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The brilliance of some films is visible on multiple levels. Films such as Network (1976) and American Beauty (1999) are both satirical, yet they can be simultaneously viewed as good cinema. Bruce LaBruce's Otto; or, Up with Dead People (2008) is not such a film. It can be read as a satire, Bruce LaBruce's whorish attempt at an instant cult classic, or simply as an entirely original work of art. Actually, it seems more like a combination of the three. Otto satirizes the zombie crowd's lust for films that only have merit for their shock value. In case you aren't familiar with him, Bruce LaBruce is famous for (infamous for?) his no-budget B films. He is one of few directors to have directed a porno and had a film premier at Sundance. Without seeing the film, Otto often comes across at an extremely misguided attempt to corner a niche marketgay zombie horror porn. With that said, the film is neither a horror film nor a porno. There is relatively little gore, and much less sex than the right wing IMDb trolls would have you believe. Otto may be a satire; Otto may be an attempt into instant cult status; but in any case, Otto is art.
Otto; or, Up with Dead People was shown at the Sundance film festival. However, simply being accepted into Sundance does not mean a film is good. Otto was also shown at the wonderful MoMA in NYC. Once again, this does not mean that it is a perfect film, but it should be noted in what way the film is being perceived: as a work of art. Most people will dismiss Otto as a pointless B movie, but in reality it is not pointless. Otto is one of the most original works of feature length cinema from the past decade that I have seen. And this is not simply based on the subject matter. LaBruce utilizes his distinct style and unique cinematic techniques to make Otto a truly fresh work of art.
Now onto the film. Otto (Jey Crisfar) is convinced that he is a zombie who just recently was resurrected. Stumbling around town, he comes across a flyer for auditions for a zombie movie, Up with Dead People. At the audition, the director of the film, Medea (Katharina Klewinghaus), is impressed with Otto's commitment to the character. Otto of course truly believes that he is a zombie, while Medea is sure that Otto is just a regular guy who always seems to be exceptionally dirty. Zombies are often presented as allegorical to "the ultimate consumers who all eat the same things, congregate at the same places, act the same" (Fangoria). With Otto, LaBruce completely reverses this idea. Otto is a complete outcast. Not only is he a zombie, but Otto is gay. He experiences what is either gay-, zombie-, or gay zombie-bashing and generally not accepted by society.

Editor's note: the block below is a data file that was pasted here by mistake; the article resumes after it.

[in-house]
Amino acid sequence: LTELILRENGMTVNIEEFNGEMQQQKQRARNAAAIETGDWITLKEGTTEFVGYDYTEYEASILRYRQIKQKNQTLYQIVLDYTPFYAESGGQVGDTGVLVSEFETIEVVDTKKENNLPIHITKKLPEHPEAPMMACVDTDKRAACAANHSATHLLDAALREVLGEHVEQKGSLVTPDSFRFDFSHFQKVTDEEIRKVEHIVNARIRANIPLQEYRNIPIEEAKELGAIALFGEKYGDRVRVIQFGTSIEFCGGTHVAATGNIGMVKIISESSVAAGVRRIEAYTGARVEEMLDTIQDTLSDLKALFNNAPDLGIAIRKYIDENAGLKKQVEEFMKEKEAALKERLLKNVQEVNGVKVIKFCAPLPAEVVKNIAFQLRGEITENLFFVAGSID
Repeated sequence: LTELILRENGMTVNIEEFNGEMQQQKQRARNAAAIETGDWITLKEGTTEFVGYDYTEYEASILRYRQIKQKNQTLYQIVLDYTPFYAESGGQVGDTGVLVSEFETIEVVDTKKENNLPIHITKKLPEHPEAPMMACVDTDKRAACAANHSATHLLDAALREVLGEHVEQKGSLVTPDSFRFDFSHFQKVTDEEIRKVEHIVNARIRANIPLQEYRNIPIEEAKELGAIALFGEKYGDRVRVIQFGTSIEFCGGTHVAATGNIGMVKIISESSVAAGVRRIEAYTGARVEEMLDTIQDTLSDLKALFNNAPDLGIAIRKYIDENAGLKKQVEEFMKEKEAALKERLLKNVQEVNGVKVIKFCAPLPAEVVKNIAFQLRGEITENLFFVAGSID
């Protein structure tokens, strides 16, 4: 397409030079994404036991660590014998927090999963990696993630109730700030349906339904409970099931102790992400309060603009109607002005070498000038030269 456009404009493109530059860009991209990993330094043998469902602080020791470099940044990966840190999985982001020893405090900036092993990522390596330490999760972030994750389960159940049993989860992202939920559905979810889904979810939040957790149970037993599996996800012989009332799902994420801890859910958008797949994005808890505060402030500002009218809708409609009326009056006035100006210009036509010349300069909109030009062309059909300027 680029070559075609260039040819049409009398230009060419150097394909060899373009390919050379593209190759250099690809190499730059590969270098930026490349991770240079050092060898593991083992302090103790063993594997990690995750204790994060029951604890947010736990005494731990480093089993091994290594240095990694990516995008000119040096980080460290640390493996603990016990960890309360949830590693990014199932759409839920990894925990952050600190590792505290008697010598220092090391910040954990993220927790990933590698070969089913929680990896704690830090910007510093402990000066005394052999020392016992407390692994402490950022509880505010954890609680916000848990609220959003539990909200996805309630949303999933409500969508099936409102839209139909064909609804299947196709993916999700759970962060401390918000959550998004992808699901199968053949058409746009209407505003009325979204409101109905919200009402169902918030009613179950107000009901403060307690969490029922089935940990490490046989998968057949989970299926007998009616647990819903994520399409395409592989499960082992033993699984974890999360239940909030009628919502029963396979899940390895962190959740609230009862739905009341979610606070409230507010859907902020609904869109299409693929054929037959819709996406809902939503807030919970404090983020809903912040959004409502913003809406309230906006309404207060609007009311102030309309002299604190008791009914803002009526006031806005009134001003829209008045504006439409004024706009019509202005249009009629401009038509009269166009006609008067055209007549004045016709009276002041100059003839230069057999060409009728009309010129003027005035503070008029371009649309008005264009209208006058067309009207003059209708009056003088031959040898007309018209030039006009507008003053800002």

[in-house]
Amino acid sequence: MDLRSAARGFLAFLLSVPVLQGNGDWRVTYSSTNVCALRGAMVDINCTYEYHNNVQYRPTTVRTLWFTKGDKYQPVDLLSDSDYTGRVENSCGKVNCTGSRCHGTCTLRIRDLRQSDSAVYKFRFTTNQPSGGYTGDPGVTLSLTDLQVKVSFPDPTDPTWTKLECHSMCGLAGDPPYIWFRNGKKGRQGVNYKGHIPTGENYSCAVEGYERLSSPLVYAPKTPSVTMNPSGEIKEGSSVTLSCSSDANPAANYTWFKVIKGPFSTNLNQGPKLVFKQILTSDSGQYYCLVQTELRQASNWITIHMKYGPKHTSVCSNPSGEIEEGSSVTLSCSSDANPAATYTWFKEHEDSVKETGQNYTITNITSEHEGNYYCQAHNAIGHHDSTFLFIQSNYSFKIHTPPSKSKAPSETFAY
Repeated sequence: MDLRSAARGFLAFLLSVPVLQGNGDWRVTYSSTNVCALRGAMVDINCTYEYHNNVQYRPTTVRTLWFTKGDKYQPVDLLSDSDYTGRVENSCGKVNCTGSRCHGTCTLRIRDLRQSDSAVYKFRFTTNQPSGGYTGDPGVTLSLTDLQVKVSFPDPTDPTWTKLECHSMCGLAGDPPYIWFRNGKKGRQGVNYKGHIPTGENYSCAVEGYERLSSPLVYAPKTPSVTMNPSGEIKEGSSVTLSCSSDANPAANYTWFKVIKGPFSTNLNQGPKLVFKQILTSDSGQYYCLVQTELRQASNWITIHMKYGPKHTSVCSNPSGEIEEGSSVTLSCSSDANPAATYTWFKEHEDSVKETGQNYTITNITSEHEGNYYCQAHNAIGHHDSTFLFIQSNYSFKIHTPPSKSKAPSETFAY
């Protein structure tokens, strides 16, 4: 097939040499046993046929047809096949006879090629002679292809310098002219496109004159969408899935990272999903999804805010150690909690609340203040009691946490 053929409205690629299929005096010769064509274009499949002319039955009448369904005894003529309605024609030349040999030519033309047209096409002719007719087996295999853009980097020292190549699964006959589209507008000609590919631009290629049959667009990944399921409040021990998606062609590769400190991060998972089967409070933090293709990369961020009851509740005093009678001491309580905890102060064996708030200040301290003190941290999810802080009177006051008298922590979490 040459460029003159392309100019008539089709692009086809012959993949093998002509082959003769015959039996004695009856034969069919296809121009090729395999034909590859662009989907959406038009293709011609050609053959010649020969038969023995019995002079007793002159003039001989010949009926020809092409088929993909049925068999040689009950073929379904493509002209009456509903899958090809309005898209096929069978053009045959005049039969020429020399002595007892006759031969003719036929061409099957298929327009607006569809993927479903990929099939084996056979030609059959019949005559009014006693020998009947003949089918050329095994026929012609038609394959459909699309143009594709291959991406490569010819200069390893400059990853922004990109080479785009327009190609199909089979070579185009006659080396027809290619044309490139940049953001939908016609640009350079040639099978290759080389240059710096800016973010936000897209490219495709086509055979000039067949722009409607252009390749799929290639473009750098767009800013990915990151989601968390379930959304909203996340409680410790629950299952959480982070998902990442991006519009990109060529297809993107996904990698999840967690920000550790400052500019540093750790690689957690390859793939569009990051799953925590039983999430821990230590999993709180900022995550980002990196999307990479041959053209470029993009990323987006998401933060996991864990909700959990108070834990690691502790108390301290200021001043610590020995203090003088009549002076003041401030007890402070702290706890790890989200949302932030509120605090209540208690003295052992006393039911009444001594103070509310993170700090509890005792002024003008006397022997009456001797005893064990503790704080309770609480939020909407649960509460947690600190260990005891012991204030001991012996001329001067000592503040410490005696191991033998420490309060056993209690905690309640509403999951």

Another of LaBruce's interesting cinematic choices is presenting Medea's lesbian lover, Hella (Susanne Sachße) as a silent film character. Hella is always presented in grainy black and white and her dialogue is even replaced with intertitles. Medea and other characters are still presented in full color even while the black and white Hella is sitting right next to them. As a film studies major, I am forced to attempt to find the symbolism/hidden meaning behind presenting Hella as such. However, I have come to the conclusion that LaBruce was simply attempting to present Hella as a specific type of character from the silent film era and he does so with clever blatancy.
Otto is not what most people would consider as entertaining. Otto is not what most people would consider as art. If you watch the film thinking that you will hate it, I can guarantee with complete certainty that you will hate it. Watch this film with an open mind, and don't take it too seriously or literally. Network and American Beauty are praised because they work on two levels. They exaggerate the existing conventions of Hollywood cinema in order to criticize whereas Otto cinematically breaks free of the zombie genre in its criticism. As Dr. Marco Abel would say, whether or not you like the film is irrelevant. Otto is a entirely original piece of art.
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